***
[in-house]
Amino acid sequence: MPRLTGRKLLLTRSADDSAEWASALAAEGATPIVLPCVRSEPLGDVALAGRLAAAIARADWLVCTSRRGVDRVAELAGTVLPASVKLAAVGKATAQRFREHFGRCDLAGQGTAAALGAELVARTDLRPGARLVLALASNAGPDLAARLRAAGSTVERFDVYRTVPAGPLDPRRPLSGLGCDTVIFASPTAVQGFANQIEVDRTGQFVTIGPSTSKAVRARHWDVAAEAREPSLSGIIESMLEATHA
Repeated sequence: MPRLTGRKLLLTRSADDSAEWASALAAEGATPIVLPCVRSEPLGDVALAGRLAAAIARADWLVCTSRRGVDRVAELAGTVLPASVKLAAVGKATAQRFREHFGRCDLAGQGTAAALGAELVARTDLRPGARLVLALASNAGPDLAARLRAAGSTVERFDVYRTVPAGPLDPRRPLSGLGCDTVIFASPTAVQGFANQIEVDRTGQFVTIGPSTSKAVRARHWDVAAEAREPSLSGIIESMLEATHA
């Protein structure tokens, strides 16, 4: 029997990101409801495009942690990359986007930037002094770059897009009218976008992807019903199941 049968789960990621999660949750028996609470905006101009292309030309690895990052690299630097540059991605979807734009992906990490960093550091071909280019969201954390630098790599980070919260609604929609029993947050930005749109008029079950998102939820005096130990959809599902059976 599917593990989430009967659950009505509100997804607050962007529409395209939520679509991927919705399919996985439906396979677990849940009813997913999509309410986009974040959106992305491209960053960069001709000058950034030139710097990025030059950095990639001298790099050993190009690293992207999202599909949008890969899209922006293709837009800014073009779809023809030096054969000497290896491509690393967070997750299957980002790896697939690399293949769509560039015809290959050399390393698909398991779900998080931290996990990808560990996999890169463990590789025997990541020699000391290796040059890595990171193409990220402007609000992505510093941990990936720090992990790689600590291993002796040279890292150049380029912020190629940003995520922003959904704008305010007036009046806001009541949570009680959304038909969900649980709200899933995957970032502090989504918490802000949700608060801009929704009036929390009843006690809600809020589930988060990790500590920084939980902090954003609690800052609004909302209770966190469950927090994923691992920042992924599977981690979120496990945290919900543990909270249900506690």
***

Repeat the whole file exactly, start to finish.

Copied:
[in-house]
Amino acid sequence: MPRLTGRKLLLTRSADDSAEWASALAAEGATPIVLPCVRSEPLGDVALAGRLAAAIARADWLVCTSRRGVDRVAELAGTVLPASVKLAAVGKATAQRFREHFGRCDLAGQGTAAALGAELVARTDLRPGARLVLALASNAGPDLAARLRAAGSTVERFDVYRTVPAGPLDPRRPLSGLGCDTVIFASPTAVQGFANQIEVDRTGQFVTIGPSTSKAVRARHWDVAAEAREPSLSGIIESMLEATHA
Repeated sequence: MPRLTGRKLLLTRSADDSAEWASALAAEGATPIVLPCVRSEPLGDVALAGRLAAAIARADWLVCTSRRGVDRVAELAGTVLPASVKLAAVGKATAQRFREHFGRCDLAGQGTAAALGAELVARTDLRPGARLVLALASNAGPDLAARLRAAGSTVERFDVYRTVPAGPLDPRRPLSGLGCDTVIFASPTAVQGFANQIEVDRTGQFVTIGPSTSKAVRARHWDVAAEAREPSLSGIIESMLEATHA
């Protein structure tokens, strides 16, 4: 029997990101409801495009942690990359986007930037002094770059897009009218976008992807019903199941 049968789960990621999660949750028996609470905006101009292309030309690895990052690299630097540059991605979807734009992906990490960093550091071909280019969201954390630098790599980070919260609604929609029993947050930005749109008029079950998102939820005096130990959809599902059976 599917593990989430009967659950009505509100997804607050962007529409395209939520679509991927919705399919996985439906396979677990849940009813997913999509309410986009974040959106992305491209960053960069001709000058950034030139710097990025030059950095990639001298790099050993190009690293992207999202599909949008890969899209922006293709837009800014073009779809023809030096054969000497290896491509690393967070997750299957980002790896697939690399293949769509560039015809290959050399390393698909398991779900998080931290996990990808560990996999890169463990590789025997990541020699000391290796040059890595990171193409990220402007609000992505510093941990990936720090992990790689600590291993002796040279890292150049380029912020190629940003995520922003959904704008305010007036009046806001009541949570009680959304038909969900649980709200899933995957970032502090989504918490802000949700608060801009929704009036929390009843006690809600809020589930988060990790500590920084939980902090954003609690800052609004909302209770966190469950927090994923691992920042992924599977981690979120496990945290919900543990909270249900506690």